The functional element of the SVG filter is the filter primitive, which contains the operation performed by the filter.
- [Morten] There are 16 SVG filter primitives, and some of them have child primitives. These primitives are defined in the SVG filter effects specifications from W3C, which contains verbose and very technical descriptions of what each primitive is, and what they do, as well as canonical examples of expected behavior. It's important to keep in mind this W3C specification is written for browser manufacturers, as much as for web developers, and just because something is documented here, does not mean it actually works in all browsers, or in some cases, any browsers.
To make sense of all these filter primitives, what they do, how they work, and where their limits are, we'll go through them individually in this course. For each filter primitive, I'll give you a standardized example that you can experiment with and explain each property and what they do. You'll find all those examples in the folder named 03 in the exercise files, and each example has a folder named after the filter primitive we're looking at. Some filter primitives are best explained when used in combination with other filter primitives, and some filter primitives have fairly complex settings.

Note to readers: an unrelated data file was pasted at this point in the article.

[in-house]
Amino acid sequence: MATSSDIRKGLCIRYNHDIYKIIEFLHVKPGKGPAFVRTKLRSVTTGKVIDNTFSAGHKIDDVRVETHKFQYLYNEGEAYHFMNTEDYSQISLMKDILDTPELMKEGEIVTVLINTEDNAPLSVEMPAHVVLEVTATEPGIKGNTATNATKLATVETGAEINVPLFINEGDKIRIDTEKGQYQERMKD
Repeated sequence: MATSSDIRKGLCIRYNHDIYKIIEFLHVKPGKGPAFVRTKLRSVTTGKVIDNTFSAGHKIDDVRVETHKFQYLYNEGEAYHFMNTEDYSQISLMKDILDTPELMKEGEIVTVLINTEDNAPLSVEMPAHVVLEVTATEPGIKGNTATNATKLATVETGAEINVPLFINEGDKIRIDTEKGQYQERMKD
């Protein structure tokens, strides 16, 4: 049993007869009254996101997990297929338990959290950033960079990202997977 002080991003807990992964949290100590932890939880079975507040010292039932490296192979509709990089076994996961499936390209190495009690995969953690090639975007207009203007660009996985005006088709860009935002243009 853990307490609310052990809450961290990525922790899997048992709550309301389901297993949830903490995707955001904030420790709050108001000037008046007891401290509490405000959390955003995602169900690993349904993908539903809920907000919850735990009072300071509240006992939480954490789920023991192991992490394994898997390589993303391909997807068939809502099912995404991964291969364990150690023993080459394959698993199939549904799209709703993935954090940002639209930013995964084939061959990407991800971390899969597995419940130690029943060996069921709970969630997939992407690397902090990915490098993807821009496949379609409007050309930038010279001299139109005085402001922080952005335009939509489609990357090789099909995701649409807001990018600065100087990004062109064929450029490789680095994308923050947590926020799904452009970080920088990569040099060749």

In those cases, the examples may include multiple filter primitives, and, or, commented out sections of code to demonstrate different use cases. I'll also point at some useful resources to get a better idea of how some of the more complex filter primitives can be used. Each of the examples comes complete with the filter primitive name, and short description from MDN Docs, direct links to both the W3C specification, and MDN Web Docs, and a simple example. For most of them, you'll see an image with a rectangle and a string of text superimposed.
All of these are part of the SVG, and all styles of these elements sit in the style.css file in the root of the exercise files folder here. As explained in the previous chapter, SVG filters can be applied in three different ways, the filter attribute, or style attribute on the element, or via a CSS rule. In these examples, I use a CSS rule, which you can find at the head of the document up here. Got it? Okay, let's get crackin'.
- How clipping and masking work in SVG
- The mask coordinate system
- The filter elements
- Combining filters
- Filter primitives
- Using SVG filters